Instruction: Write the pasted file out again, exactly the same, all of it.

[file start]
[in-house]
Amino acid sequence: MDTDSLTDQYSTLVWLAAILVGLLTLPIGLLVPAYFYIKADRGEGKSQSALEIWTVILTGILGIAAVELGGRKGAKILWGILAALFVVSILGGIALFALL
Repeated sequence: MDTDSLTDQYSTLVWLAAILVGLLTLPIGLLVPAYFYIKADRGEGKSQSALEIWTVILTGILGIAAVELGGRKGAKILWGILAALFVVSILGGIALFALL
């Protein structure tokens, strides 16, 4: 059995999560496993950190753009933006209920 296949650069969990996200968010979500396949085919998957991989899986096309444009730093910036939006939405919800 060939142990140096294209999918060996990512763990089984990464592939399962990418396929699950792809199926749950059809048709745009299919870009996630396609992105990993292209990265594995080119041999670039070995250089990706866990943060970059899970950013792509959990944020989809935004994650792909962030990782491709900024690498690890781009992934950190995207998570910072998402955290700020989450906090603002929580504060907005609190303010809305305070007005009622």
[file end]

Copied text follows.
[in-house]
Amino acid sequence: MDTDSLTDQYSTLVWLAAILVGLLTLPIGLLVPAYFYIKADRGEGKSQSALEIWTVILTGILGIAAVELGGRKGAKILWGILAALFVVSILGGIALFALL
Repeated sequence: MDTDSLTDQYSTLVWLAAILVGLLTLPIGLLVPAYFYIKADRGEGKSQSALEIWTVILTGILGIAAVELGGRKGAKILWGILAALFVVSILGGIALFALL
């Protein structure tokens, strides 16, 4: 059995999560496993950190753009933006209920 296949650069969990996200968010979500396949085919998957991989899986096309444009730093910036939006939405919800 060939142990140096294209999918060996990512763990089984990464592939399962990418396929699950792809199926749950059809048709745009299919870009996630396609992105990993292209990265594995080119041999670039070995250089990706866990943060970059899970950013792509959990944020989809935004994650792909962030990782491709900024690498690890781009992934950190995207998570910072998402955290700020989450906090603002929580504060907005609190303010809305305070007005009622």